[LLVMdev] Reviving the new LLVM concurrency model

Jeffrey Yasskin jyasskin at google.com
Sun Jul 31 18:07:08 PDT 2011

On Sun, Jul 31, 2011 at 5:22 PM, Jianzhou Zhao <jianzhou at seas.upenn.edu> wrote:
> On Sun, Jul 31, 2011 at 7:11 PM, Eli Friedman <eli.friedman at gmail.com> wrote:
>> On Sun, Jul 31, 2011 at 3:04 PM, Jianzhou Zhao <jianzhou at seas.upenn.edu> wrote:
>>> The current memory model section ends with the following discussions:
>>> "Note that in cases where none of the atomic intrinsics are used, this
>>> model places only one restriction on IR transformations on top of what
>>> is required for single-threaded execution: introducing a store to a
>>> byte which might not otherwise be stored to can introduce undefined
>>> behavior.... "
>>> Why is introducing additional loads allowed? For example, in a program
>>> that already contains two unordered stores to a location l, if we
>>> introduced an unordered load to l, then the load cannot see more than
>>> one stores, it must return undef.
>> The intent of the model is that if the behavior of a program doesn't
>> depend on the value of a load, it's okay if it is undef.  This allows,
>> for example, hoisting loads which are conditionally executed out of
>> loops.
> In C++0x, if a program has a data race, then its behavior is
> undefined. Does the LLVM memory model design define programs'
> behaviors in the similar ideas? If so, hosting additional loads out of
> a loop that may not execute at runtime --- say the loop counter is 0,
> can turn a program from defined to undefined, which makes the later
> compilations transform the program arbitrarily, since their input
> programs are undefined. Is it expected? Although I am not sure if the
> existing LLVM transformations do so.

Hoisting loads out of non-executing loops is intended to preserve
defined behavior. This is intentionally different from the C++0x
memory model, along the lines that Hans Boehm suggested in
http://www.open-std.org/jtc1/sc22/wg21/docs/papers/2007/n2338.html: "a
compiler that introduces a racing load at the machine code level, and
then discards the result of the load, generally will not have changed
the semantics of the program. … The author of C++ source code provides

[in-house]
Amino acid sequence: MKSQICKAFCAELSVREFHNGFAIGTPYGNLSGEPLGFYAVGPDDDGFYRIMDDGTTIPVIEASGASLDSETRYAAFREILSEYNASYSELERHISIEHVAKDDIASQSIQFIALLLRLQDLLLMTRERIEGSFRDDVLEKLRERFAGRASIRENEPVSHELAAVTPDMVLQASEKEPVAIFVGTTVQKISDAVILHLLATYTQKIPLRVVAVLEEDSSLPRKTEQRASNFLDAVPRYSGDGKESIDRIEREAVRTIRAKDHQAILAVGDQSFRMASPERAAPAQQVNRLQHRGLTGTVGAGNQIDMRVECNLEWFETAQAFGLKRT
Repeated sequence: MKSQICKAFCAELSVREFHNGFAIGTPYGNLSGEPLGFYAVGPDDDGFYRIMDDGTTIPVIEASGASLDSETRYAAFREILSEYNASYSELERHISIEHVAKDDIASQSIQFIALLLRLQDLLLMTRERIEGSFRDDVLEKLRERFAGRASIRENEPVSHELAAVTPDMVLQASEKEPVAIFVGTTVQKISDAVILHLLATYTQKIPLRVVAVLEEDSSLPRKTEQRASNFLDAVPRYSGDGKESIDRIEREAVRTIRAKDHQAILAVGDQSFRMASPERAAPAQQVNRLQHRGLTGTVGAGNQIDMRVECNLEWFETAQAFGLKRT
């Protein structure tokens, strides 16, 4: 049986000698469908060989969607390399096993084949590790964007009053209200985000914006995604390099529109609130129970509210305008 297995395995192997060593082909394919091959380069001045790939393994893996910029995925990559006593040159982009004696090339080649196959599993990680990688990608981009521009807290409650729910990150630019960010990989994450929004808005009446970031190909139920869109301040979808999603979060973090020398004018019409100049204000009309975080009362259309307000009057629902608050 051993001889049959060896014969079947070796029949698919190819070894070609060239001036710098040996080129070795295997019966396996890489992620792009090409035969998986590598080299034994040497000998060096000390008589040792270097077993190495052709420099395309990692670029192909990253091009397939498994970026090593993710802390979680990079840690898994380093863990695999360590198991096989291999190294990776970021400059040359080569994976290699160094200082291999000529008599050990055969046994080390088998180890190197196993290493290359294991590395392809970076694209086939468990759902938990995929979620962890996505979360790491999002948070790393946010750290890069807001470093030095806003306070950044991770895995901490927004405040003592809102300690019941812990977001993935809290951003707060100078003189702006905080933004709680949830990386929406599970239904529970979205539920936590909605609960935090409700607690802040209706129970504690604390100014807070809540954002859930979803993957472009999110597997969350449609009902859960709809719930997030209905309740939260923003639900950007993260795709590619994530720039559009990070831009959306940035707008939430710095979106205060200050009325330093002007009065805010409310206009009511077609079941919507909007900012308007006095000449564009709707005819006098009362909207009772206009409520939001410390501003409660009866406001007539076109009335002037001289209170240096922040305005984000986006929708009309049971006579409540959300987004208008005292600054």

an implicit promise to the compiler: There are no data races on
ordinary variables. This allows the compiler to safely perform some
common optimizations that would otherwise be invalid. If the compiler
itself introduces potentially racing loads in intermediate code, it
can, and has to, remember that these loads may race, and have to be
treated as such by subsequent optimizations."

In LLVM, we've decided to say that all loads may race rather than
tracking which loads were in the original source vs. were introduced
by optimizations. If that causes optimization problems in the future,
it could be revisited, but for now it provides a simpler model for the

>>> My second question is whether the "undefined behavior" in "...
>>> introducing a store to a byte which might not otherwise be stored to
>>> can introduce undefined behavior.... " is same to the ``undef'' in the
>>> definition of R_{byte} that can be undef in several cases. Does the
>>> undef mean the LLVM undef values
>>> (http://llvm.org/docs/LangRef.html#undefvalues)? If "undefined
>>> behavior" means a program can do anything, why does R_{byte}  have to
>>> return undef? Thanks.
>> "can introduce undefined behavior", I meant "Specifically, in the case
>> where another thread might write to and read from an address,
>> introducing a store can change a load that may see exactly one write
>> into a load that may see multiple writes."  Any suggestion for how to
>> phrase that paragraph more clearly?
> Undefined behavior usually means any possible behavior is legal, while
> that a load returns undef (by the definition) because of seeing more
> than one writes is a much more precise behavior than undefined
> behavior. It helps to understanding the specification, if this point
> can be made more precisely, which is consistent with the discussion
> from
>  https://docs.google.com/View?docID=ddb4mhxz_24gh4ksvgh&revision=_latest

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